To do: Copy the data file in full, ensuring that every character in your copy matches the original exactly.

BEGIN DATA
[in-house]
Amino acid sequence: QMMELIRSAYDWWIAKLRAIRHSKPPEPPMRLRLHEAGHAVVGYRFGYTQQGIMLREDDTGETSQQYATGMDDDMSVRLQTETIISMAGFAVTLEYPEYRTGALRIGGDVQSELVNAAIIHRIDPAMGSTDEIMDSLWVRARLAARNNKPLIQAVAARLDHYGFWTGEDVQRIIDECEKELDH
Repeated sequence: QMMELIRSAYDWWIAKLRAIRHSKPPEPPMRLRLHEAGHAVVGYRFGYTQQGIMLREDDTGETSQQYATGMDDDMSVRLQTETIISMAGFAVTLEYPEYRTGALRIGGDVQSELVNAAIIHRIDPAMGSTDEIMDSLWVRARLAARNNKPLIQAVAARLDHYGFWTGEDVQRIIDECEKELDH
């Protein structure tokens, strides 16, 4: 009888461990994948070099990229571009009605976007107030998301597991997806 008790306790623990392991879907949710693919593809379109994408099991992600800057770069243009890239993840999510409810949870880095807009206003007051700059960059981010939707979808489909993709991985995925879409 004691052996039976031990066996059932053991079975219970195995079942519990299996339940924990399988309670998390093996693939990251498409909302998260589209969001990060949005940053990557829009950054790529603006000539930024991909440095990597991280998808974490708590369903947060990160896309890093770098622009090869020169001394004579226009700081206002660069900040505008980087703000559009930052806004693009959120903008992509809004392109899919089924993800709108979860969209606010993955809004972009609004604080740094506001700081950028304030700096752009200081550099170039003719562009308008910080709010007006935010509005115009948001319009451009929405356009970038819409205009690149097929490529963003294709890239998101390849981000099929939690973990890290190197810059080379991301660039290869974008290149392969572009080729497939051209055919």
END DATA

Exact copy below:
[in-house]
Amino acid sequence: QMMELIRSAYDWWIAKLRAIRHSKPPEPPMRLRLHEAGHAVVGYRFGYTQQGIMLREDDTGETSQQYATGMDDDMSVRLQTETIISMAGFAVTLEYPEYRTGALRIGGDVQSELVNAAIIHRIDPAMGSTDEIMDSLWVRARLAARNNKPLIQAVAARLDHYGFWTGEDVQRIIDECEKELDH
Repeated sequence: QMMELIRSAYDWWIAKLRAIRHSKPPEPPMRLRLHEAGHAVVGYRFGYTQQGIMLREDDTGETSQQYATGMDDDMSVRLQTETIISMAGFAVTLEYPEYRTGALRIGGDVQSELVNAAIIHRIDPAMGSTDEIMDSLWVRARLAARNNKPLIQAVAARLDHYGFWTGEDVQRIIDECEKELDH
């Protein structure tokens, strides 16, 4: 009888461990994948070099990229571009009605976007107030998301597991997806 008790306790623990392991879907949710693919593809379109994408099991992600800057770069243009890239993840999510409810949870880095807009206003007051700059960059981010939707979808489909993709991985995925879409 004691052996039976031990066996059932053991079975219970195995079942519990299996339940924990399988309670998390093996693939990251498409909302998260589209969001990060949005940053990557829009950054790529603006000539930024991909440095990597991280998808974490708590369903947060990160896309890093770098622009090869020169001394004579226009700081206002660069900040505008980087703000559009930052806004693009959120903008992509809004392109899919089924993800709108979860969209606010993955809004972009609004604080740094506001700081950028304030700096752009200081550099170039003719562009308008910080709010007006935010509005115009948001319009451009929405356009970038819409205009690149097929490529963003294709890239998101390849981000099929939690973990890290190197810059080379991301660039290869974008290149392969572009080729497939051209055919």